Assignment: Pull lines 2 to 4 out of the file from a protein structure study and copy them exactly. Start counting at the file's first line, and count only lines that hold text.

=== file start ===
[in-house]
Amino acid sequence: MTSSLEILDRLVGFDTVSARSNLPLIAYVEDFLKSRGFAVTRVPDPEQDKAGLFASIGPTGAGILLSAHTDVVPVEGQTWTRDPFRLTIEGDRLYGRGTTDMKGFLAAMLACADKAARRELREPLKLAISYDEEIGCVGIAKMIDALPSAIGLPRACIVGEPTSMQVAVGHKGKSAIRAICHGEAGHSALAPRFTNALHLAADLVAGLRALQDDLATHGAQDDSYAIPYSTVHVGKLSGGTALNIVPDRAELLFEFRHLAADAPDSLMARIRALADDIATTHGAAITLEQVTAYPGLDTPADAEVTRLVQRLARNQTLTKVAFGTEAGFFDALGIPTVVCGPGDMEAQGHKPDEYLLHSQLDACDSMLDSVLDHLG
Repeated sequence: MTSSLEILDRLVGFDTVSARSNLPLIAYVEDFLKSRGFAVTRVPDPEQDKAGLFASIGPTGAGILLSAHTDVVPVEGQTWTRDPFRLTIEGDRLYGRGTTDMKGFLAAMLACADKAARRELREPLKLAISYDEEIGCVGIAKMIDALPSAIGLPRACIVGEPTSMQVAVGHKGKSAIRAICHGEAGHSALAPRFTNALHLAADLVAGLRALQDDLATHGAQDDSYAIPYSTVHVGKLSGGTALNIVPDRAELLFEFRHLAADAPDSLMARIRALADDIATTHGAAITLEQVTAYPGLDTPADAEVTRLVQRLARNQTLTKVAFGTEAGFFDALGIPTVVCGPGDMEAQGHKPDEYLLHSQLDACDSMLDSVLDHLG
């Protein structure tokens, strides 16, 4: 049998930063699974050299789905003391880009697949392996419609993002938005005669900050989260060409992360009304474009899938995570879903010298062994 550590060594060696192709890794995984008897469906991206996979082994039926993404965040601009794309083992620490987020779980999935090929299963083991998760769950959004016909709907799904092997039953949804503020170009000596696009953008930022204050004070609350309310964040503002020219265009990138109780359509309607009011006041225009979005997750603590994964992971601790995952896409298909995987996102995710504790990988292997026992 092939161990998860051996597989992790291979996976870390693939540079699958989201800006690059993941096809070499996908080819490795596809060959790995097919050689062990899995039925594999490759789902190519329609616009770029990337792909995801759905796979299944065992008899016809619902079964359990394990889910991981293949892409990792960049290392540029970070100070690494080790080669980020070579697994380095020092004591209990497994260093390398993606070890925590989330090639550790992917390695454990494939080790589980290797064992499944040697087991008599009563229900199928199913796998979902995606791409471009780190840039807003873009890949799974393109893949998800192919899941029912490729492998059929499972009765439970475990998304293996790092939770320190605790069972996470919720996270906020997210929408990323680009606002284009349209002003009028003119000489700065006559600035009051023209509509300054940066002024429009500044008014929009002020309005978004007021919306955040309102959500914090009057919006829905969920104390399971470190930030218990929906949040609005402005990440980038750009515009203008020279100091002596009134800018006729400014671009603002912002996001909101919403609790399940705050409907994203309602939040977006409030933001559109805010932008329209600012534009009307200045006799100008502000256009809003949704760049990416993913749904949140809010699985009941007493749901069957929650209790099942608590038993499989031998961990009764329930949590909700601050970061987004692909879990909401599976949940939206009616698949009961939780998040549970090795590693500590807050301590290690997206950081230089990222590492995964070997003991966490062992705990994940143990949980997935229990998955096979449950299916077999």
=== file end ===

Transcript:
Amino acid sequence: MTSSLEILDRLVGFDTVSARSNLPLIAYVEDFLKSRGFAVTRVPDPEQDKAGLFASIGPTGAGILLSAHTDVVPVEGQTWTRDPFRLTIEGDRLYGRGTTDMKGFLAAMLACADKAARRELREPLKLAISYDEEIGCVGIAKMIDALPSAIGLPRACIVGEPTSMQVAVGHKGKSAIRAICHGEAGHSALAPRFTNALHLAADLVAGLRALQDDLATHGAQDDSYAIPYSTVHVGKLSGGTALNIVPDRAELLFEFRHLAADAPDSLMARIRALADDIATTHGAAITLEQVTAYPGLDTPADAEVTRLVQRLARNQTLTKVAFGTEAGFFDALGIPTVVCGPGDMEAQGHKPDEYLLHSQLDACDSMLDSVLDHLG
Repeated sequence: MTSSLEILDRLVGFDTVSARSNLPLIAYVEDFLKSRGFAVTRVPDPEQDKAGLFASIGPTGAGILLSAHTDVVPVEGQTWTRDPFRLTIEGDRLYGRGTTDMKGFLAAMLACADKAARRELREPLKLAISYDEEIGCVGIAKMIDALPSAIGLPRACIVGEPTSMQVAVGHKGKSAIRAICHGEAGHSALAPRFTNALHLAADLVAGLRALQDDLATHGAQDDSYAIPYSTVHVGKLSGGTALNIVPDRAELLFEFRHLAADAPDSLMARIRALADDIATTHGAAITLEQVTAYPGLDTPADAEVTRLVQRLARNQTLTKVAFGTEAGFFDALGIPTVVCGPGDMEAQGHKPDEYLLHSQLDACDSMLDSVLDHLG
């Protein structure tokens, strides 16, 4: 049998930063699974050299789905003391880009697949392996419609993002938005005669900050989260060409992360009304474009899938995570879903010298062994 550590060594060696192709890794995984008897469906991206996979082994039926993404965040601009794309083992620490987020779980999935090929299963083991998760769950959004016909709907799904092997039953949804503020170009000596696009953008930022204050004070609350309310964040503002020219265009990138109780359509309607009011006041225009979005997750603590994964992971601790995952896409298909995987996102995710504790990988292997026992 092939161990998860051996597989992790291979996976870390693939540079699958989201800006690059993941096809070499996908080819490795596809060959790995097919050689062990899995039925594999490759789902190519329609616009770029990337792909995801759905796979299944065992008899016809619902079964359990394990889910991981293949892409990792960049290392540029970070100070690494080790080669980020070579697994380095020092004591209990497994260093390398993606070890925590989330090639550790992917390695454990494939080790589980290797064992499944040697087991008599009563229900199928199913796998979902995606791409471009780190840039807003873009890949799974393109893949998800192919899941029912490729492998059929499972009765439970475990998304293996790092939770320190605790069972996470919720996270906020997210929408990323680009606002284009349209002003009028003119000489700065006559600035009051023209509509300054940066002024429009500044008014929009002020309005978004007021919306955040309102959500914090009057919006829905969920104390399971470190930030218990929906949040609005402005990440980038750009515009203008020279100091002596009134800018006729400014671009603002912002996001909101919403609790399940705050409907994203309602939040977006409030933001559109805010932008329209600012534009009307200045006799100008502000256009809003949704760049990416993913749904949140809010699985009941007493749901069957929650209790099942608590038993499989031998961990009764329930949590909700601050970061987004692909879990909401599976949940939206009616698949009961939780998040549970090795590693500590807050301590290690997206950081230089990222590492995964070997003991966490062992705990994940143990949980997935229990998955096979449950299916077999």